NCPA - National Center for Policy Analysis


July 27, 2006

If human use of fossil fuels (coal, oil and natural gas) is largely responsible for global warming -- and this warming is reasonably likely to cause harms that society would like to avoid or minimize -- the technologies that fuel the world's economies must be reassessed.  In particular, nuclear power could be the best choice to reduce the climate change risks posed by fossil fuels, say by Pete Geddes, executive vice president of the Foundation for Research on Economics and the Environment (FREE), and H. Sterling Burnett, a senior fellow with the National Center for Policy Analysis.

Despite opposition, nuclear power currently produces much of the electric power in developed countries:

  • Nuclear power provides about 75 percent of the electricity in France and 20 percent in the United States.
  • With 434 operating reactors worldwide, nuclear power meets the electrical needs of more than a billion people.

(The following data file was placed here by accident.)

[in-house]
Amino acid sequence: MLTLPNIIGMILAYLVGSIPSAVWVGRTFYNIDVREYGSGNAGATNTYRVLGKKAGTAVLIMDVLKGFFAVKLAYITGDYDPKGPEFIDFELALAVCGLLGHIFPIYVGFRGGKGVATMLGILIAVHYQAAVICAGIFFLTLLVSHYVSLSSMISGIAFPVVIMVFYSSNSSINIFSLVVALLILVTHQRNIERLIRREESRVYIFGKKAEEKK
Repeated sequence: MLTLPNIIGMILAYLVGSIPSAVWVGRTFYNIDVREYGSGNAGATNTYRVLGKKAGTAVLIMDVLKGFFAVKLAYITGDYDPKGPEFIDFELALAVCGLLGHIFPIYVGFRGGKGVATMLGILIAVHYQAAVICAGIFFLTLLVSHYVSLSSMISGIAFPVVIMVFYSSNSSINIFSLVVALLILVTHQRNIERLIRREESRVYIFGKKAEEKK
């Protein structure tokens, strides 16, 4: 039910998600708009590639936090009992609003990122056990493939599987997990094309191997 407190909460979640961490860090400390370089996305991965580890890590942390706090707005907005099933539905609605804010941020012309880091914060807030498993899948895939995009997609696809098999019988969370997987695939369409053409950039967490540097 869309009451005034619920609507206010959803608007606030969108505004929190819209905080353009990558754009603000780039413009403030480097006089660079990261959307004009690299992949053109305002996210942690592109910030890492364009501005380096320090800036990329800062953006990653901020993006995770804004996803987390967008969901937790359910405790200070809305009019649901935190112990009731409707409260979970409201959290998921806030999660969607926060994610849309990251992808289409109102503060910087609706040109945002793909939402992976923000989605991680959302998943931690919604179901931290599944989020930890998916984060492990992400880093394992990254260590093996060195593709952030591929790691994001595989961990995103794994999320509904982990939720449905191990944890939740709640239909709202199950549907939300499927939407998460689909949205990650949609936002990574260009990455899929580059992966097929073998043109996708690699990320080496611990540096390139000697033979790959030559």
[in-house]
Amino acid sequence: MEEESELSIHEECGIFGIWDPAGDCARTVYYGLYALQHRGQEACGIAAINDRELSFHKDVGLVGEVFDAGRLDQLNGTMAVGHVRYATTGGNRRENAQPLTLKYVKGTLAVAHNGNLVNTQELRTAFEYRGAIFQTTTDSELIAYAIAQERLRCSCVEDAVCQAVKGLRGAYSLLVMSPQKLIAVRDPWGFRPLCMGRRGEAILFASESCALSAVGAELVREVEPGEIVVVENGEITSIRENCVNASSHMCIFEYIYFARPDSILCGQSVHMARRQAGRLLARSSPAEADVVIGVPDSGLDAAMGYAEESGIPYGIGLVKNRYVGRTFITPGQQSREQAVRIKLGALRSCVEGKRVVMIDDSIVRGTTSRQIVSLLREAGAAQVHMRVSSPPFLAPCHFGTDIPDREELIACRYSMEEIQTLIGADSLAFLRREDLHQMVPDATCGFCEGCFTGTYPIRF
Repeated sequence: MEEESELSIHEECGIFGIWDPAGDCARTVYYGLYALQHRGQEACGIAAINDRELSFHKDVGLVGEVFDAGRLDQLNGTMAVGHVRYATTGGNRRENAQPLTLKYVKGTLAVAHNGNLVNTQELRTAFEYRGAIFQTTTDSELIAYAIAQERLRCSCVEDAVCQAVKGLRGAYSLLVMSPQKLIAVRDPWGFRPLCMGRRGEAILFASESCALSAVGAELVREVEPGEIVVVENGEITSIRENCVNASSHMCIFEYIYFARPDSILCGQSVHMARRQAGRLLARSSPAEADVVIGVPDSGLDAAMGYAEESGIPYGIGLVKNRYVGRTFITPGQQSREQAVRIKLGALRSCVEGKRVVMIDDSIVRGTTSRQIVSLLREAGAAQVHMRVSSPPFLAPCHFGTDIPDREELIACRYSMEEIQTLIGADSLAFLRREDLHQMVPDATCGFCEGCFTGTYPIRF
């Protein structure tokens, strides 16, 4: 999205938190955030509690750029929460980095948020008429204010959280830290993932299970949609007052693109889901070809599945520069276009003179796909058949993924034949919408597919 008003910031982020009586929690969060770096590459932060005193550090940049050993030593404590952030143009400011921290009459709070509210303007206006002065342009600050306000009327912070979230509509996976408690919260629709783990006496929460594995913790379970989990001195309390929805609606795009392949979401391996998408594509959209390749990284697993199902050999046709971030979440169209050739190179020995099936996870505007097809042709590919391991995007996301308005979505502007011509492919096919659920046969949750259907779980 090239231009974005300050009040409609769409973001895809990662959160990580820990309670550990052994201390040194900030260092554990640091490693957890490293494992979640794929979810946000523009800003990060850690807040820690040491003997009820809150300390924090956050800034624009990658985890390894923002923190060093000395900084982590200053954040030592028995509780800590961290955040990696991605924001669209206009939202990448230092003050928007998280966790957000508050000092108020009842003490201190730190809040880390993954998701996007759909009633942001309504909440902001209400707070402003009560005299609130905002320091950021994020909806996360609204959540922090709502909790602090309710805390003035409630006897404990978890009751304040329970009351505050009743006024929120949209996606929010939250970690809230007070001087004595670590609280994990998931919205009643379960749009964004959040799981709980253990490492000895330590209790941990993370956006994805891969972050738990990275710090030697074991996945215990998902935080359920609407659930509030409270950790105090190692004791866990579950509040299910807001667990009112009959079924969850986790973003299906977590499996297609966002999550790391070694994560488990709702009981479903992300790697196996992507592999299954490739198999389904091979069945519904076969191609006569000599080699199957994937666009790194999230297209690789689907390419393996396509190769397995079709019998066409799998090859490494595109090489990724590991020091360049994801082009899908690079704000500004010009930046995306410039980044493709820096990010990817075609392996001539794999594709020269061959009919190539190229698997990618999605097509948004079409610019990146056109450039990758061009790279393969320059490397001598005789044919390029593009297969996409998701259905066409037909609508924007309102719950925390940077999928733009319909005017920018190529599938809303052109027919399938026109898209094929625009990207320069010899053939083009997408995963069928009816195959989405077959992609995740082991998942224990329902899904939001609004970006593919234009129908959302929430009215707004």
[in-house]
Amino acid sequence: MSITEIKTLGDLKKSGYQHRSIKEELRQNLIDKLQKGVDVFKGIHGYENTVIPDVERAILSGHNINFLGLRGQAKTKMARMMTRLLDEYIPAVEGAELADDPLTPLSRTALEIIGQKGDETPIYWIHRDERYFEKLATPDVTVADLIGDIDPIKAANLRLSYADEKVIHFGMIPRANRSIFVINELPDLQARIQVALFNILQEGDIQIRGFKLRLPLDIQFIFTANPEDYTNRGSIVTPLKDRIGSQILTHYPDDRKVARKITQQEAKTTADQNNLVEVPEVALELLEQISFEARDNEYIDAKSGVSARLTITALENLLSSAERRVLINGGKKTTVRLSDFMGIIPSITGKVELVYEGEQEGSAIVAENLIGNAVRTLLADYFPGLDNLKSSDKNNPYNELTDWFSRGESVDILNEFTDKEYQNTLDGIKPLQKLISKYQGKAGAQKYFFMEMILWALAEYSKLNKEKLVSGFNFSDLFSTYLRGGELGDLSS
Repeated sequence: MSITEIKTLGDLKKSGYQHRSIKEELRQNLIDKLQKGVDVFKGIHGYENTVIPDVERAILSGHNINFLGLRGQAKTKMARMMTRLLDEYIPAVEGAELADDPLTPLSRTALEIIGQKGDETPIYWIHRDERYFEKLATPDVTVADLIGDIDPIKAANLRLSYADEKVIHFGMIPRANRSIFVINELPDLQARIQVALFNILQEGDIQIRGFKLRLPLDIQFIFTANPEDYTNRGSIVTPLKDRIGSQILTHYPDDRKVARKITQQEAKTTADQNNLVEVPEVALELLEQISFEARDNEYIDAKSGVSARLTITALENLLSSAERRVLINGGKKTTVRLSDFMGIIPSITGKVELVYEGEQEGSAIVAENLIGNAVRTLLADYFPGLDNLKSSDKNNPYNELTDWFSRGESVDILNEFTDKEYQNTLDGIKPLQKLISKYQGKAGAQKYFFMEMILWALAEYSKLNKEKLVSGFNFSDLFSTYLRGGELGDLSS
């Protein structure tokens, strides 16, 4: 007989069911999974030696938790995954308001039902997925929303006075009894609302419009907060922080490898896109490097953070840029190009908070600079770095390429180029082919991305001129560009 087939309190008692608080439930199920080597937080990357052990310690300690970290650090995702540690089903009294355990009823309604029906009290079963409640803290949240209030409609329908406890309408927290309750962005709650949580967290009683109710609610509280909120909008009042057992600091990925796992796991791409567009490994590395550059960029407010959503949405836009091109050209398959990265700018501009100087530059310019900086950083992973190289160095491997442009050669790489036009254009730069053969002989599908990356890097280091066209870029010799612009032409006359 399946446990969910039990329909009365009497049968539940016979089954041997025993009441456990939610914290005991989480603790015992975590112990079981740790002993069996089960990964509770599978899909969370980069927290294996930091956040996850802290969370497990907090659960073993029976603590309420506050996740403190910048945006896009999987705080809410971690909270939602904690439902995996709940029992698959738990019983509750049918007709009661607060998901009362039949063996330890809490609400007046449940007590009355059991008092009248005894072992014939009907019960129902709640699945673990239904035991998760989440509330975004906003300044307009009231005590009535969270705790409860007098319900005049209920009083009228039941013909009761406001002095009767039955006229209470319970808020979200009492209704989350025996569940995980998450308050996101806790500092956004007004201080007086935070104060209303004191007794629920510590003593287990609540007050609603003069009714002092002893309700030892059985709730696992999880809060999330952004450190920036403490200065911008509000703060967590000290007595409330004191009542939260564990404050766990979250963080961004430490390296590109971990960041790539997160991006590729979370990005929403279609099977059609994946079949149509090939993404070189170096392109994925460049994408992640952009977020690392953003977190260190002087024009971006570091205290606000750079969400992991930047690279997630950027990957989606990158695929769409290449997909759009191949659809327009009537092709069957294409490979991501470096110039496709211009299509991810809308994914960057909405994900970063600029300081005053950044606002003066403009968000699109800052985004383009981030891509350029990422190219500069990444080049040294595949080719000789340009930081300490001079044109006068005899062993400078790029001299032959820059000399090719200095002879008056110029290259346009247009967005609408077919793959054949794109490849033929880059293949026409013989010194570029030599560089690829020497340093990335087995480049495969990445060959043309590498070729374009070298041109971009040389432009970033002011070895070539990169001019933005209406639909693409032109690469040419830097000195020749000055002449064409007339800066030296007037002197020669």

• China alone is planning to build 30 nuclear reactors over the next five years.
  • However, the use of nuclear power to generate electricity could be vastly expanded.

Combating climate change requires creative thinking about the world's energy needs.  For the short to medium term, fossil fuels will continue to meet most of the world's energy demand, but nuclear power holds the most promise as a clean, practical alternative that could help satisfy the world economy's growing demand for energy while slowing the growth in demand for CO2-emitting fossil fuels, say Geddes and Burnett.

Source: Pete Geddes and H. Sterling Burnett, "Constructive Thinking about

Climate Change, Part I: Energy," National Center for Policy Analysis, Brief Analysis No. 564, July 27, 2006.

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